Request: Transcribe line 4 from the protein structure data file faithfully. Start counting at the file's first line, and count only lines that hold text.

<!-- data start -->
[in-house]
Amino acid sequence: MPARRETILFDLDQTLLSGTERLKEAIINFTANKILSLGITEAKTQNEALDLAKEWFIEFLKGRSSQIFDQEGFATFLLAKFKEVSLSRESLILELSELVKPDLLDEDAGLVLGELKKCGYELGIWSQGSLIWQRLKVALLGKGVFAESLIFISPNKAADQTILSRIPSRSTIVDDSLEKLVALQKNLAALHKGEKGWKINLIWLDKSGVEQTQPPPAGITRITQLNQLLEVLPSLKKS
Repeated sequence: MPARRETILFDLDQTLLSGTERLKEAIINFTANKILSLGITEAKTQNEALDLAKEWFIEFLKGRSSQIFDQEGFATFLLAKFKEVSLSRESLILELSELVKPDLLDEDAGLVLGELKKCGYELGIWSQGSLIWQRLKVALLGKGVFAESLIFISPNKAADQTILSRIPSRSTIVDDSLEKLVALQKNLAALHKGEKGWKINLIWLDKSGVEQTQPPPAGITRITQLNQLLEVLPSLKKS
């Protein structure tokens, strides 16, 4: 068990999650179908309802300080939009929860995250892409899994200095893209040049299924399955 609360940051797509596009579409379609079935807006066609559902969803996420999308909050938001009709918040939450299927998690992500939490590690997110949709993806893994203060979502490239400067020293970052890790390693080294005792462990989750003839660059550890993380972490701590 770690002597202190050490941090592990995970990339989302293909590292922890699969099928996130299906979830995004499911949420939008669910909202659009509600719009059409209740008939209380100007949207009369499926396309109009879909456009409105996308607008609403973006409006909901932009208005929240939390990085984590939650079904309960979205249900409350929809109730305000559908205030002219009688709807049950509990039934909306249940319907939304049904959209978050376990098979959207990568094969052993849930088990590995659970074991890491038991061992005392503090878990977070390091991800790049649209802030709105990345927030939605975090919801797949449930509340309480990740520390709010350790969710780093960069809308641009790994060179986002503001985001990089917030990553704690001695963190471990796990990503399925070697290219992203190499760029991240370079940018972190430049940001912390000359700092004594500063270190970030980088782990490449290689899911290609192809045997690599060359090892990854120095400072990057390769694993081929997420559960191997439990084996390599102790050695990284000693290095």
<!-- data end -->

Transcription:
């Protein structure tokens, strides 16, 4: 068990999650179908309802300080939009929860995250892409899994200095893209040049299924399955 609360940051797509596009579409379609079935807006066609559902969803996420999308909050938001009709918040939450299927998690992500939490590690997110949709993806893994203060979502490239400067020293970052890790390693080294005792462990989750003839660059550890993380972490701590 770690002597202190050490941090592990995970990339989302293909590292922890699969099928996130299906979830995004499911949420939008669910909202659009509600719009059409209740008939209380100007949207009369499926396309109009879909456009409105996308607008609403973006409006909901932009208005929240939390990085984590939650079904309960979205249900409350929809109730305000559908205030002219009688709807049950509990039934909306249940319907939304049904959209978050376990098979959207990568094969052993849930088990590995659970074991890491038991061992005392503090878990977070390091991800790049649209802030709105990345927030939605975090919801797949449930509340309480990740520390709010350790969710780093960069809308641009790994060179986002503001985001990089917030990553704690001695963190471990796990990503399925070697290219992203190499760029991240370079940018972190430049940001912390000359700092004594500063270190970030980088782990490449290689899911290609192809045997690599060359090892990854120095400072990057390769694993081929997420559960191997439990084996390599102790050695990284000693290095």